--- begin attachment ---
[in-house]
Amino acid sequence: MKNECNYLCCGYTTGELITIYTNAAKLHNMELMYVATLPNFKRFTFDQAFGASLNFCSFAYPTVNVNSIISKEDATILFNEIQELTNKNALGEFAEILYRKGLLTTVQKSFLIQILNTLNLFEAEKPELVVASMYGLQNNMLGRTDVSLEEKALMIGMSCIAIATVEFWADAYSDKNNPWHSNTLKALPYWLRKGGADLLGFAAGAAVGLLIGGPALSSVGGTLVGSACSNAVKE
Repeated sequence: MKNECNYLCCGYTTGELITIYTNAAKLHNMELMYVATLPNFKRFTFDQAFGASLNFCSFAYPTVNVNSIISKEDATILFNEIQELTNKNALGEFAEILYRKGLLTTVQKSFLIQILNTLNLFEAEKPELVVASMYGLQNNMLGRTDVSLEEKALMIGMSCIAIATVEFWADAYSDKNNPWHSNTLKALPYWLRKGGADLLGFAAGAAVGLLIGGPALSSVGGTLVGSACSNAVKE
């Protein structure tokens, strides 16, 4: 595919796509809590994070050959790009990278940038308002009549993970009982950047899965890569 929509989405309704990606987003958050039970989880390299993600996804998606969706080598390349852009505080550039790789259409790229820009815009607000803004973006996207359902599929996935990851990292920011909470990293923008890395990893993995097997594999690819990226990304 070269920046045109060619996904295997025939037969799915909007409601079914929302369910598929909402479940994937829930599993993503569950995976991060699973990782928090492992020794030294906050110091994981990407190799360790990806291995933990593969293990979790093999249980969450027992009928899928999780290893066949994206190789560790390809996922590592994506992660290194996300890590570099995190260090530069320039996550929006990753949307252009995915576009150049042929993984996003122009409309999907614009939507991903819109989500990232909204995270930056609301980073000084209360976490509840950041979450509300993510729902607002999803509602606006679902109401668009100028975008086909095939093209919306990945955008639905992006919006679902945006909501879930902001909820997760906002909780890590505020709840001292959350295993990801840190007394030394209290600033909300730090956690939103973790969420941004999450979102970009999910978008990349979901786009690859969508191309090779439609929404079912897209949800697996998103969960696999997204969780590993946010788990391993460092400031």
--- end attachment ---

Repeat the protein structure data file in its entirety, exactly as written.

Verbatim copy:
[in-house]
Amino acid sequence: MKNECNYLCCGYTTGELITIYTNAAKLHNMELMYVATLPNFKRFTFDQAFGASLNFCSFAYPTVNVNSIISKEDATILFNEIQELTNKNALGEFAEILYRKGLLTTVQKSFLIQILNTLNLFEAEKPELVVASMYGLQNNMLGRTDVSLEEKALMIGMSCIAIATVEFWADAYSDKNNPWHSNTLKALPYWLRKGGADLLGFAAGAAVGLLIGGPALSSVGGTLVGSACSNAVKE
Repeated sequence: MKNECNYLCCGYTTGELITIYTNAAKLHNMELMYVATLPNFKRFTFDQAFGASLNFCSFAYPTVNVNSIISKEDATILFNEIQELTNKNALGEFAEILYRKGLLTTVQKSFLIQILNTLNLFEAEKPELVVASMYGLQNNMLGRTDVSLEEKALMIGMSCIAIATVEFWADAYSDKNNPWHSNTLKALPYWLRKGGADLLGFAAGAAVGLLIGGPALSSVGGTLVGSACSNAVKE
């Protein structure tokens, strides 16, 4: 595919796509809590994070050959790009990278940038308002009549993970009982950047899965890569 929509989405309704990606987003958050039970989880390299993600996804998606969706080598390349852009505080550039790789259409790229820009815009607000803004973006996207359902599929996935990851990292920011909470990293923008890395990893993995097997594999690819990226990304 070269920046045109060619996904295997025939037969799915909007409601079914929302369910598929909402479940994937829930599993993503569950995976991060699973990782928090492992020794030294906050110091994981990407190799360790990806291995933990593969293990979790093999249980969450027992009928899928999780290893066949994206190789560790390809996922590592994506992660290194996300890590570099995190260090530069320039996550929006990753949307252009995915576009150049042929993984996003122009409309999907614009939507991903819109989500990232909204995270930056609301980073000084209360976490509840950041979450509300993510729902607002999803509602606006679902109401668009100028975008086909095939093209919306990945955008639905992006919006679902945006909501879930902001909820997760906002909780890590505020709840001292959350295993990801840190007394030394209290600033909300730090956690939103973790969420941004999450979102970009999910978008990349979901786009690859969508191309090779439609929404079912897209949800697996998103969960696999997204969780590993946010788990391993460092400031």